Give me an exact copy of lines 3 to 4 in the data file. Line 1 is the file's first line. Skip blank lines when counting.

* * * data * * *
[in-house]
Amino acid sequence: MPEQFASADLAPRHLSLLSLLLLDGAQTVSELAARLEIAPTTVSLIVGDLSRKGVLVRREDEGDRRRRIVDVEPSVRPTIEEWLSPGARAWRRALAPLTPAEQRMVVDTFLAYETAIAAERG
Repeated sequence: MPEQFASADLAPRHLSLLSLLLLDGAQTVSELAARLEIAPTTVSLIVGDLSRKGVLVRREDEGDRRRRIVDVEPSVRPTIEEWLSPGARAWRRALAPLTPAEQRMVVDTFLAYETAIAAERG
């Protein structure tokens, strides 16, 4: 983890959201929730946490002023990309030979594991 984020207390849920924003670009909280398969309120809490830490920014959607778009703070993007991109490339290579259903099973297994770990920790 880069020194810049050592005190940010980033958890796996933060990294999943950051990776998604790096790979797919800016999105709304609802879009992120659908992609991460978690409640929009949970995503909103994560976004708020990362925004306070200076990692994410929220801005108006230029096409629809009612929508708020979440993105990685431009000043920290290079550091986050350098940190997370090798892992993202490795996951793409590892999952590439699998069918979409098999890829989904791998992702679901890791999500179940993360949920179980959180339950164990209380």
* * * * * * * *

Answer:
Repeated sequence: MPEQFASADLAPRHLSLLSLLLLDGAQTVSELAARLEIAPTTVSLIVGDLSRKGVLVRREDEGDRRRRIVDVEPSVRPTIEEWLSPGARAWRRALAPLTPAEQRMVVDTFLAYETAIAAERG
């Protein structure tokens, strides 16, 4: 983890959201929730946490002023990309030979594991 984020207390849920924003670009909280398969309120809490830490920014959607778009703070993007991109490339290579259903099973297994770990920790 880069020194810049050592005190940010980033958890796996933060990294999943950051990776998604790096790979797919800016999105709304609802879009992120659908992609991460978690409640929009949970995503909103994560976004708020990362925004306070200076990692994410929220801005108006230029096409629809009612929508708020979440993105990685431009000043920290290079550091986050350098940190997370090798892992993202490795996951793409590892999952590439699998069918979409098999890829989904791998992702679901890791999500179940993360949920179980959180339950164990209380």